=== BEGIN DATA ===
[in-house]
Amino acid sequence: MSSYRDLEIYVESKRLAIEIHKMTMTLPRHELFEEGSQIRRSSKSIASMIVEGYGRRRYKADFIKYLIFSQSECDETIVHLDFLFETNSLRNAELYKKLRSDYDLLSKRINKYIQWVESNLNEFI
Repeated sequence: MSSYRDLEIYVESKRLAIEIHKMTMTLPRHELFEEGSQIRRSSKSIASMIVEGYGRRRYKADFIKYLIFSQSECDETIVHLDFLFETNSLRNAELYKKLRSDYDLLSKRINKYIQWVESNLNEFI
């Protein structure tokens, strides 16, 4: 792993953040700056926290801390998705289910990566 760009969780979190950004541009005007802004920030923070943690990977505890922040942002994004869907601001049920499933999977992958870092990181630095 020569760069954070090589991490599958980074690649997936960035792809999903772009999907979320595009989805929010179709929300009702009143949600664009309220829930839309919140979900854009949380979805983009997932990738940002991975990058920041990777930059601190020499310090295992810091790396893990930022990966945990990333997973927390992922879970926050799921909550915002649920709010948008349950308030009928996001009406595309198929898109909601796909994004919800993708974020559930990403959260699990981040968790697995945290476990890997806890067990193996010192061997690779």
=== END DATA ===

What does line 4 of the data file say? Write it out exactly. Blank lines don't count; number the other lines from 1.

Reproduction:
């Protein structure tokens, strides 16, 4: 792993953040700056926290801390998705289910990566 760009969780979190950004541009005007802004920030923070943690990977505890922040942002994004869907601001049920499933999977992958870092990181630095 020569760069954070090589991490599958980074690649997936960035792809999903772009999907979320595009989805929010179709929300009702009143949600664009309220829930839309919140979900854009949380979805983009997932990738940002991975990058920041990777930059601190020499310090295992810091790396893990930022990966945990990333997973927390992922879970926050799921909550915002649920709010948008349950308030009928996001009406595309198929898109909601796909994004919800993708974020559930990403959260699990981040968790697995945290476990890997806890067990193996010192061997690779």